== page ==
Overall, the situation on the ground in the aftermath of the signing of the ceasefire agreement demonstrates that the signatories of the statement have commitment problems regarding the peacekeeping mission, the opening of regional transport links, and the return of refugees and IDPs to their homes.

Positive developments and opportunities for increased contacts

In the light of all the deadlocks, drawbacks, or shortcomings of the November agreement, as well as deep mistrust between the two parties, surprisingly there were also some positive signs regarding both communications between them and the implementation of the main tasks established in the document. Although one can argue that these signs are quite minor against the background of ongoing tensions, they have the potential to encourage and provide resources for the general peace process.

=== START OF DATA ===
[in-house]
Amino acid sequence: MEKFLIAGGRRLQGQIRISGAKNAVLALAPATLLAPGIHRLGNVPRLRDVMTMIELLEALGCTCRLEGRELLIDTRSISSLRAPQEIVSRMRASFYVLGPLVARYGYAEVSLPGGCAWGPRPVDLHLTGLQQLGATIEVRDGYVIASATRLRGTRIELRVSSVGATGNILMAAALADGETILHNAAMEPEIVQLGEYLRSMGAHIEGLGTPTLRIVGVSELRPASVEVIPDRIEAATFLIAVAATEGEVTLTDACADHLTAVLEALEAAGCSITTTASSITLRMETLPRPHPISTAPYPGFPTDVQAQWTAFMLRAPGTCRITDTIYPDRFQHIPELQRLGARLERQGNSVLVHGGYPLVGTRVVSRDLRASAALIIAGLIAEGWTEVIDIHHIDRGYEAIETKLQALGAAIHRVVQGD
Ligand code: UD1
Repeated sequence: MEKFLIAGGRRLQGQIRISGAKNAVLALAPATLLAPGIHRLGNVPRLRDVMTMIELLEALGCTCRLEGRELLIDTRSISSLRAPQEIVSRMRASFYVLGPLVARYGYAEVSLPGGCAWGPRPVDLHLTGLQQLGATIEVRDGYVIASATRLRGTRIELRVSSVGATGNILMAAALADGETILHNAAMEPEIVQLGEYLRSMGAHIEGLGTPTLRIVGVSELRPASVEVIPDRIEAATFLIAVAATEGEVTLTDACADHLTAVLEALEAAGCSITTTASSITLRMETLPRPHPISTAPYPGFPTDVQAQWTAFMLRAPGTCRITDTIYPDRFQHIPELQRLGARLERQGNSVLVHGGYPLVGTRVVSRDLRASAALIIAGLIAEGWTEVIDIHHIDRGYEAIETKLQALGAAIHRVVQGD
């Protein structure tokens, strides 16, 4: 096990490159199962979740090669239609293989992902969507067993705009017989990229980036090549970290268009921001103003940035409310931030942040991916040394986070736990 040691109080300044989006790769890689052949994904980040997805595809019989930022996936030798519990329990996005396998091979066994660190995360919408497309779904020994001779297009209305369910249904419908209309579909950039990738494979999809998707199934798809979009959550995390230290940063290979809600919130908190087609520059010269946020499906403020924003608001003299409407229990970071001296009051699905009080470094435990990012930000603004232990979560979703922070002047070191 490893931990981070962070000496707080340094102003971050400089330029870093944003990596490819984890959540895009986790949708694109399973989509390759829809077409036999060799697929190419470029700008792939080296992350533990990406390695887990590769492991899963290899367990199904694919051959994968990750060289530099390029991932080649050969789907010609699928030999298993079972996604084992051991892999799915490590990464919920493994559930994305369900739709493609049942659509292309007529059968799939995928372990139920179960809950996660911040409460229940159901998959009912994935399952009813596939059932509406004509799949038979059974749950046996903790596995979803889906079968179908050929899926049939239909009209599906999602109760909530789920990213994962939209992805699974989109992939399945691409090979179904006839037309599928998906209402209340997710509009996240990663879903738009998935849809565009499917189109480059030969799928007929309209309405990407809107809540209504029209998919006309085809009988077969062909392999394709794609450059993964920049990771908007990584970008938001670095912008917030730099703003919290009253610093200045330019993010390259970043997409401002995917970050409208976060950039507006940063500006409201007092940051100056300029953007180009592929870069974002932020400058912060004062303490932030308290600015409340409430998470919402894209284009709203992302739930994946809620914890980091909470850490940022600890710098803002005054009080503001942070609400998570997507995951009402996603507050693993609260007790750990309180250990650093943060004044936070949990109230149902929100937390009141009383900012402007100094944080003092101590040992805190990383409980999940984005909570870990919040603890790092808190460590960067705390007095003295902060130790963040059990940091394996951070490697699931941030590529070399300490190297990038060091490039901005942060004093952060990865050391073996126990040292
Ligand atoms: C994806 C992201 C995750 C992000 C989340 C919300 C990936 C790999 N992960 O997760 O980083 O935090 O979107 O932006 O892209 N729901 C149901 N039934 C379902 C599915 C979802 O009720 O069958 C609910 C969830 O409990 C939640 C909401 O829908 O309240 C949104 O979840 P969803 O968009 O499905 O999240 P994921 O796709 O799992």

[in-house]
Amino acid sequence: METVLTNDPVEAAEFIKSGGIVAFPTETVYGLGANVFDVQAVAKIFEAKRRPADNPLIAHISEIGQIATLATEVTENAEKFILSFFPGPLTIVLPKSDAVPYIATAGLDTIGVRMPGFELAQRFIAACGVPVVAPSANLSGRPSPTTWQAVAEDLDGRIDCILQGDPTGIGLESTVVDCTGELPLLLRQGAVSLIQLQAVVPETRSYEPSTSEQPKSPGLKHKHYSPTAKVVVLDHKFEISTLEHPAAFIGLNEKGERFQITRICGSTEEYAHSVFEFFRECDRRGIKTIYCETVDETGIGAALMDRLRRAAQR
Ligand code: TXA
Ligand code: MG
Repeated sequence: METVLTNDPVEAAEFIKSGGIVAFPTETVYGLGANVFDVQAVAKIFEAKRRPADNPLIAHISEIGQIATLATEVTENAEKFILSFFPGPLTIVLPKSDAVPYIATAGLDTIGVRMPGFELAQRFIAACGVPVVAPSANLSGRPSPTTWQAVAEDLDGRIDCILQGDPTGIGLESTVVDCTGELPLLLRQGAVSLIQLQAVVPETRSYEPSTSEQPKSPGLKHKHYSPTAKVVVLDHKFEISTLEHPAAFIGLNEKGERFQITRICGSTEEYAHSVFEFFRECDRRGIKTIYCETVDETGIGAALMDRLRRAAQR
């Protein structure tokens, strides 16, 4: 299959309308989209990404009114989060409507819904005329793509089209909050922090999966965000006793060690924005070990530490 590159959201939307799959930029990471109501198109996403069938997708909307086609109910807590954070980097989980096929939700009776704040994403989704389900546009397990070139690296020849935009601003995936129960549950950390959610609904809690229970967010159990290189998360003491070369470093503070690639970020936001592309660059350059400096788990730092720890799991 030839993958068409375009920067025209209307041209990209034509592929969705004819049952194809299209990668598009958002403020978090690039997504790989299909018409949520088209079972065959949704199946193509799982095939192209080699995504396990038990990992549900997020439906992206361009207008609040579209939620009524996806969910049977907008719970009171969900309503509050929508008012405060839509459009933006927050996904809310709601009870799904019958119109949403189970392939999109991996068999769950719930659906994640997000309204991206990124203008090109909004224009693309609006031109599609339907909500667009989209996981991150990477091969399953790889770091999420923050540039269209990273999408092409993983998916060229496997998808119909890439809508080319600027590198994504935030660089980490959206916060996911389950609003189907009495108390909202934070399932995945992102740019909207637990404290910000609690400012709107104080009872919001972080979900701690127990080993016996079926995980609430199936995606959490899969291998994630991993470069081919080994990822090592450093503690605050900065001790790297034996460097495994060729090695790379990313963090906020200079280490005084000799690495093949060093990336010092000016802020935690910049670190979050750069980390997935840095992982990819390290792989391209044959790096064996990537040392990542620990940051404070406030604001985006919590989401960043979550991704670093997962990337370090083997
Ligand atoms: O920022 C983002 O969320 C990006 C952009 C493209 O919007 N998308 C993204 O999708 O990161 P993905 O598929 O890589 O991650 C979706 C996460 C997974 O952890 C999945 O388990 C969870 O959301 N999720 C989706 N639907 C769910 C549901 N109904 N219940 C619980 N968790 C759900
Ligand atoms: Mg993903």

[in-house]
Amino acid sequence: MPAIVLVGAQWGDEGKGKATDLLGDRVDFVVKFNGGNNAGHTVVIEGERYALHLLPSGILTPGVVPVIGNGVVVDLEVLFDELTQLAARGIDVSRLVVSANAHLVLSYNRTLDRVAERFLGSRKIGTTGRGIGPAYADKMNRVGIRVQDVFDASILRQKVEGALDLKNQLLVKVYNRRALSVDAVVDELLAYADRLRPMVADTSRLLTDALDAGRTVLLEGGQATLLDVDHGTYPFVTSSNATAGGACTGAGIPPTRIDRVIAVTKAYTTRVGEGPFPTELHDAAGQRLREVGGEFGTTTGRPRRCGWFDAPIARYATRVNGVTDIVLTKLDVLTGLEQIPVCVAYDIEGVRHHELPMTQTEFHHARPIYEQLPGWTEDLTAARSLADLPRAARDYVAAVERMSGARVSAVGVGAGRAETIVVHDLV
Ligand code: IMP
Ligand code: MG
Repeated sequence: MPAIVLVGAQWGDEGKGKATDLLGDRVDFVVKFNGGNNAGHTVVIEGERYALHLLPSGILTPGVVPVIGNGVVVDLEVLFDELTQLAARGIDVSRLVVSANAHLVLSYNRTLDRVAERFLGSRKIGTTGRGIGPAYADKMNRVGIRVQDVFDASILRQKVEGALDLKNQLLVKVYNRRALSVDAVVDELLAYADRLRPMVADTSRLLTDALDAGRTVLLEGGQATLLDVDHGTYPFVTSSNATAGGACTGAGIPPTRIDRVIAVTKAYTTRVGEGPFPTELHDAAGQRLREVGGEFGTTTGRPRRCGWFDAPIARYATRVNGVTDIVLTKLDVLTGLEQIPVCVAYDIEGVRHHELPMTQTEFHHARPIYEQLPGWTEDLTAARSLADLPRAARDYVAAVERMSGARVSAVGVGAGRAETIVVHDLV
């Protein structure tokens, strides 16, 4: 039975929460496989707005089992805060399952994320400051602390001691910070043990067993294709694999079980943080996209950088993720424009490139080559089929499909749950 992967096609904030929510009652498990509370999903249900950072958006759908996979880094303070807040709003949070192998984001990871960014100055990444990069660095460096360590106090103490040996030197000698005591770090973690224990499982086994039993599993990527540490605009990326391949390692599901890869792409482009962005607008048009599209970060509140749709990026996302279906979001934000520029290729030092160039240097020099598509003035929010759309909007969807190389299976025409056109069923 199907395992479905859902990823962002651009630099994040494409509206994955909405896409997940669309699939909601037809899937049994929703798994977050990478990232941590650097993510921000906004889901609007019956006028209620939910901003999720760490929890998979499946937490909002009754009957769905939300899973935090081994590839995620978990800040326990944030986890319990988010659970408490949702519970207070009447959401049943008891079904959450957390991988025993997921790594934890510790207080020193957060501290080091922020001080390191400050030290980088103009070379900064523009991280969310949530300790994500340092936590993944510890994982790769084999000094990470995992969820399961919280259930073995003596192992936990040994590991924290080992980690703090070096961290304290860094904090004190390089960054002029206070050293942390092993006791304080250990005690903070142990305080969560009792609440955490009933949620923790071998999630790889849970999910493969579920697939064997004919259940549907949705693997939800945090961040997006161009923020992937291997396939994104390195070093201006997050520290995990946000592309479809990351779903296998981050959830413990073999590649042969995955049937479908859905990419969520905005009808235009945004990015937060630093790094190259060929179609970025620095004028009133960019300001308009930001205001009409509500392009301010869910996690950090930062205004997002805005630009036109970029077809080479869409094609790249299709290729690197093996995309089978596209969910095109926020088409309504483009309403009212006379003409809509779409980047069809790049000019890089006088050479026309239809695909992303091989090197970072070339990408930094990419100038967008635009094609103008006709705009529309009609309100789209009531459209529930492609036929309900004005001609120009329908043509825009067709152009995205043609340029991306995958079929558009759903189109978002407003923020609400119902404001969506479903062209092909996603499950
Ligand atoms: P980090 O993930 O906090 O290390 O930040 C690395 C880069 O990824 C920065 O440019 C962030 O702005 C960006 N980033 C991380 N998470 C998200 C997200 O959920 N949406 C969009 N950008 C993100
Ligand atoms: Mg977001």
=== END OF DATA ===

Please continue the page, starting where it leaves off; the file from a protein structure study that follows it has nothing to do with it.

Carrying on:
An initial meaningful development would be the transmission of messages between the leaders that can be construed as positive and peaceful. Azerbaijan’s President Ilham Aliyev’s post-war speeches are, generally, characterized by a tone of threats and terms-dictating. For instance, on April 12, 2021, at the opening of the Military Trophy Park in Baku, Aliyev said: “We have created a new reality. We have created it by shedding blood, showing courage and driving away the enemy. Everyone should and will reckon with us from now on” (Azertag 2021). However, some parts of Aliyev’s speeches also demonstrate a willingness to move forward to a time of peace and sign a peace treaty. In May 2021, in a video conference dedicated to “regional development and perspectives of cooperation in the South Caucasus,” Aliyev discussed the possibility of signing a peace treaty with Armenia (President of the Republic of Azerbaijan 2021a). “If such a treaty is signed, security, non-coercion, topics regarding acceptance of [the] realities of [the] current time will be indispensable to such a document,” he specified. The dictation of one’s own terms is apparent in the given quote and in the entire speech; thus, this rhetoric does not sound like an invitation to a peace agreement. The message was once again reiterated by Aliyev in July 2021 at a meeting with Azerbaijani IDPs. He stated: “We consider the issue as resolved. There must be a peace treaty signed between Armenia and Azerbaijan. Both have to recognize each other’s territorial integrity and borders, and [a] delimitation process should start” (President of the Republic of Azerbaijan 2021a). Again, this statement demonstrates an approach that puts terms and preconditions before expressing readiness to sign a peace treaty and this is done in the form of demand from the other side to recognize one’s own territorial integrity, which includes the territory in dispute over which two full-scale wars have been waged within the past 30 years. This approach of setting preconditions for signing a peace treaty and dictating the terms favorable to oneself as the ‘victorious side’ does not contribute to peaceful communication and thus undermines any prospects of future peace. However, what is positive and important while reading between the lines is the existence of a starting point—in other words, the willingness to meet and talk with the other side. If such a meeting or a series of meetings between the heads of the states is facilitated, supposedly by any state willing to take the role of mediator or by already established mediator states in the framework of the OSCE Minsk Group, there is a chance that a party that has come to the negotiation table with its own conditions may have to remove some of them or step back from its maximalist position during the course of the negotiations. In any case, being open to signing a peace treaty with a country one considers its ‘enemy’ and against which it employs hateful rhetoric is still a good start.